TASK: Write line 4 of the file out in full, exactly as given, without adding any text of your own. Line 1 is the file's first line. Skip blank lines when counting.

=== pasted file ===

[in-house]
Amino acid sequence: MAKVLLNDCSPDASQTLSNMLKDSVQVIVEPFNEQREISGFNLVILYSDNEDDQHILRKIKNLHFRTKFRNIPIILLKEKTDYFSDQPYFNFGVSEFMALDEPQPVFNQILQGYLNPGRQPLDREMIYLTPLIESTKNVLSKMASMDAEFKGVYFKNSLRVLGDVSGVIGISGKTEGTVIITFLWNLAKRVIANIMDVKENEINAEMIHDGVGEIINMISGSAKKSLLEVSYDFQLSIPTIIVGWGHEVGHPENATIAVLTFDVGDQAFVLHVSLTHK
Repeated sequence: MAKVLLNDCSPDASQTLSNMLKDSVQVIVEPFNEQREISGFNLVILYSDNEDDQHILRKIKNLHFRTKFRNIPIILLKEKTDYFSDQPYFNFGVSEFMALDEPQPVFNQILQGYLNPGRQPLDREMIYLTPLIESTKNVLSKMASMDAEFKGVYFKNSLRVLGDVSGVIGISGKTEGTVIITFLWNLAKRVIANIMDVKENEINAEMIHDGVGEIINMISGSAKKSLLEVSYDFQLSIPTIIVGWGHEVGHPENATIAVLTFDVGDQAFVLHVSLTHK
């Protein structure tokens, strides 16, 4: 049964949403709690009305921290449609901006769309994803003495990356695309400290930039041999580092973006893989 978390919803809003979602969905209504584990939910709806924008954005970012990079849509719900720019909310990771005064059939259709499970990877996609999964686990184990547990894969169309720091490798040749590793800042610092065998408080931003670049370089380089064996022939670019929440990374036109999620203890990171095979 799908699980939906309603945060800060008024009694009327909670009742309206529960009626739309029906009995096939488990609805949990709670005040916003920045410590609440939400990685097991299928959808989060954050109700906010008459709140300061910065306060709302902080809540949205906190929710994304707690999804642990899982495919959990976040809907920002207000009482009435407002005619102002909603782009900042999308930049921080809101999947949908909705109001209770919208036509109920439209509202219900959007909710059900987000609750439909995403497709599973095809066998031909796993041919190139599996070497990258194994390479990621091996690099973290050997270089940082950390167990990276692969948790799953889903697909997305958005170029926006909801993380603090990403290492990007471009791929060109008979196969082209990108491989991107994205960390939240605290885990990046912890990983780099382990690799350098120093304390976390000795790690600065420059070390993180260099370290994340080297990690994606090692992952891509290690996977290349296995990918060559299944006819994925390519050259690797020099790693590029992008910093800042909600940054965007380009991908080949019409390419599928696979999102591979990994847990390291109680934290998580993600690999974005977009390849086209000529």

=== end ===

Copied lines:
């Protein structure tokens, strides 16, 4: 049964949403709690009305921290449609901006769309994803003495990356695309400290930039041999580092973006893989 978390919803809003979602969905209504584990939910709806924008954005970012990079849509719900720019909310990771005064059939259709499970990877996609999964686990184990547990894969169309720091490798040749590793800042610092065998408080931003670049370089380089064996022939670019929440990374036109999620203890990171095979 799908699980939906309603945060800060008024009694009327909670009742309206529960009626739309029906009995096939488990609805949990709670005040916003920045410590609440939400990685097991299928959808989060954050109700906010008459709140300061910065306060709302902080809540949205906190929710994304707690999804642990899982495919959990976040809907920002207000009482009435407002005619102002909603782009900042999308930049921080809101999947949908909705109001209770919208036509109920439209509202219900959007909710059900987000609750439909995403497709599973095809066998031909796993041919190139599996070497990258194994390479990621091996690099973290050997270089940082950390167990990276692969948790799953889903697909997305958005170029926006909801993380603090990403290492990007471009791929060109008979196969082209990108491989991107994205960390939240605290885990990046912890990983780099382990690799350098120093304390976390000795790690600065420059070390993180260099370290994340080297990690994606090692992952891509290690996977290349296995990918060559299944006819994925390519050259690797020099790693590029992008910093800042909600940054965007380009991908080949019409390419599928696979999102591979990994847990390291109680934290998580993600690999974005977009390849086209000529």